This principle was touched upon in Skillin v. Skillin, 130 Me. 223, 225, 154 A. 570, in which the court said:

'The right of the plaintiff to recover depends on the ordinary rules governing liability for negligence, and on whether or not she was of age and emancipated.' (Emphasis supplied)

The New Hampshire Court in Rines v. Rines, 97 N.H. 55, 80 A.2d 497, 498 said:

'We interpret this as meaning that the Maine law is in accord with the great weight of authority in other common law states and forbids suits between parent and child under such circumstances as are before us here.'

In 67 C.J.S. Parent and Child § 61b(2), p. 787, we find the following rule:

'Generally speaking, an unemancipated minor child has no right of action against a parent or a person standing in loco parentis for the tort of such parent or person unless a right of action is authorized by statute, and the child may not, even after reaching majority, maintain an action for a tort committed by the parent while the child was an unemancipated minor.

* * *' Ibid., 39 Am.Jur., Parent and Child, §§ 89, 90.

It is said by Cooley on Torts, 4th Ed. § 174, under the title of 'Wrongs to Child':

'A minor child has no civil remedy against its parent, or either of them, * * * for injuries resulting from negligence.' See Matarese v. Matarese, supra, and cases cited.

In the formal relationship of a parent and child, it is likely that circumstances may arise resulting in some injury to the child, which injury may be caused by the negligence of the parent.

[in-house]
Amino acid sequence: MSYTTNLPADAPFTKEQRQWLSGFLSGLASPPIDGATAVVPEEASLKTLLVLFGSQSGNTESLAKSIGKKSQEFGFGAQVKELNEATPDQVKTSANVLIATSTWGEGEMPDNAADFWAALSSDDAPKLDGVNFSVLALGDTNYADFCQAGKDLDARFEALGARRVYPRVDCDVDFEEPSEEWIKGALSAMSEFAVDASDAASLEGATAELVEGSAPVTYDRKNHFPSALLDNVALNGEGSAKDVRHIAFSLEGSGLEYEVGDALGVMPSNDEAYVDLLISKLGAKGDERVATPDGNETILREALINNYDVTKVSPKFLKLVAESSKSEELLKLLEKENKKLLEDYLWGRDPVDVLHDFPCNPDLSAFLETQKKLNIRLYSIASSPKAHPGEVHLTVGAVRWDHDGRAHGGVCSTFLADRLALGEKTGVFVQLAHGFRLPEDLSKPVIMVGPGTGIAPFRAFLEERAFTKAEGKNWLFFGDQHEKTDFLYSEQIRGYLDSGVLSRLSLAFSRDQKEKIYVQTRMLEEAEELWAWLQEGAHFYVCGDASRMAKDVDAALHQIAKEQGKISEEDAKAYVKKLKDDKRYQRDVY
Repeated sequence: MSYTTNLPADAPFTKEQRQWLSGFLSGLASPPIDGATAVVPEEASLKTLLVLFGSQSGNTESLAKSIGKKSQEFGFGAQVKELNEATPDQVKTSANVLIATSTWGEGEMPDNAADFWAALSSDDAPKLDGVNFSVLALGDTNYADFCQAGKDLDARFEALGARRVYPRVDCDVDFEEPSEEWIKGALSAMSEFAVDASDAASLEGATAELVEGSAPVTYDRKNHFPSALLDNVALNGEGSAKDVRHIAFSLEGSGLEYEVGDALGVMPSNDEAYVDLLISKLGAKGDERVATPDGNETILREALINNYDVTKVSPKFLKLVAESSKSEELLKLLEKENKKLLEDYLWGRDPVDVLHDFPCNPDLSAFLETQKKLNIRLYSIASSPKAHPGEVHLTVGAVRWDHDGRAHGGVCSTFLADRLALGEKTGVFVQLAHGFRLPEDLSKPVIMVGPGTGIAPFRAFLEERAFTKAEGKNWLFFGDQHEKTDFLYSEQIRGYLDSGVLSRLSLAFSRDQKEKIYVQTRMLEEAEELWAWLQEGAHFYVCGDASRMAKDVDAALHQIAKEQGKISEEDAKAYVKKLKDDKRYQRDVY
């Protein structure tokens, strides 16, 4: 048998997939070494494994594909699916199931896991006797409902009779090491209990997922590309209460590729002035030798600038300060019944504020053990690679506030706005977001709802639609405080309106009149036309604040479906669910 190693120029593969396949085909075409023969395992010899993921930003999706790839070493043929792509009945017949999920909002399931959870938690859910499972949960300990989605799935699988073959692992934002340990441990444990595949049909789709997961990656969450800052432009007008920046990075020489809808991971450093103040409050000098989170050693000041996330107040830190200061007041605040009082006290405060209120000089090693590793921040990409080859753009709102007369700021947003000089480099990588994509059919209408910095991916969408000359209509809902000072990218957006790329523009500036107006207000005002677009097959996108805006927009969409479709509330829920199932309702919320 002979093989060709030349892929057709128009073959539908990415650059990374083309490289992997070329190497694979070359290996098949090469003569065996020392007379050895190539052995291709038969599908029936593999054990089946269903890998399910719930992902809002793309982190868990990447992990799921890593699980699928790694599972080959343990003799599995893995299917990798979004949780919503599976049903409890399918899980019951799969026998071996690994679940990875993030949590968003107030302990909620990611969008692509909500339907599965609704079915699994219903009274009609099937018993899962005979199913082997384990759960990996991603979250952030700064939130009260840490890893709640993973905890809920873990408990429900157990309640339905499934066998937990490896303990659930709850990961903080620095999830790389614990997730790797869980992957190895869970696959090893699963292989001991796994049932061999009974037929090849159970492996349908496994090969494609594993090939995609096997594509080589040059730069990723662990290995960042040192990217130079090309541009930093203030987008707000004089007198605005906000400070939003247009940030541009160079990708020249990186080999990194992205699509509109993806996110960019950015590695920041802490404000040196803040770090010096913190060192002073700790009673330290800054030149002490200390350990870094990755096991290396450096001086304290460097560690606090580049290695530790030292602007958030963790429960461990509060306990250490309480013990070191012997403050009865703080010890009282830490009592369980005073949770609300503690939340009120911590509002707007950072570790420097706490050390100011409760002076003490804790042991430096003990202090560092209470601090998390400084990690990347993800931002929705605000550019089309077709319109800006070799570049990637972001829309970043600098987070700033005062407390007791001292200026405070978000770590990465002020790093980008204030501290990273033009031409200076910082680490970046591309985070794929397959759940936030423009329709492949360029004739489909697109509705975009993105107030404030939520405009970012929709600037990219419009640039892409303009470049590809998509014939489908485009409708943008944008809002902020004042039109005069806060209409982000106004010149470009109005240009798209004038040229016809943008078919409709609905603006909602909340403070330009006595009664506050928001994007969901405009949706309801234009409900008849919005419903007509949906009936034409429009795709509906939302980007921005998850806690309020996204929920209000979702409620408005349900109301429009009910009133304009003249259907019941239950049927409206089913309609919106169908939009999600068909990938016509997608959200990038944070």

In the instant case, the parent was in the performance of a parental duty in providing transportation for the child to the school where she was enrolled as a student, and should not be subject to an action by the child for an injury sustained in the course of the parent's performance of a parental duty.

In Cannon v. Cannon, supra, facts comparable to the case at bar, the court said:

'In the case now before us, * * * we deal with that natural kinship between parent and child which involves legal duties peculiar to that relationship, and as to which both reason and authority dictate our adherence, * * *.

'The law requires of parents that they provide care, maintenance and guidance for their unemancipated minor child. To that end they are entitled to his custody. Such duties and rights may be enforced by legal process. Thus has the law recognized in the family something more than a social unit, something more practical than a spiritual concept. It has sanctioned the family relationship--particularly the relationship of parent and child--as the basis for regulating those reciprocal obligations between parent and child which may be the subject of legal enforcement.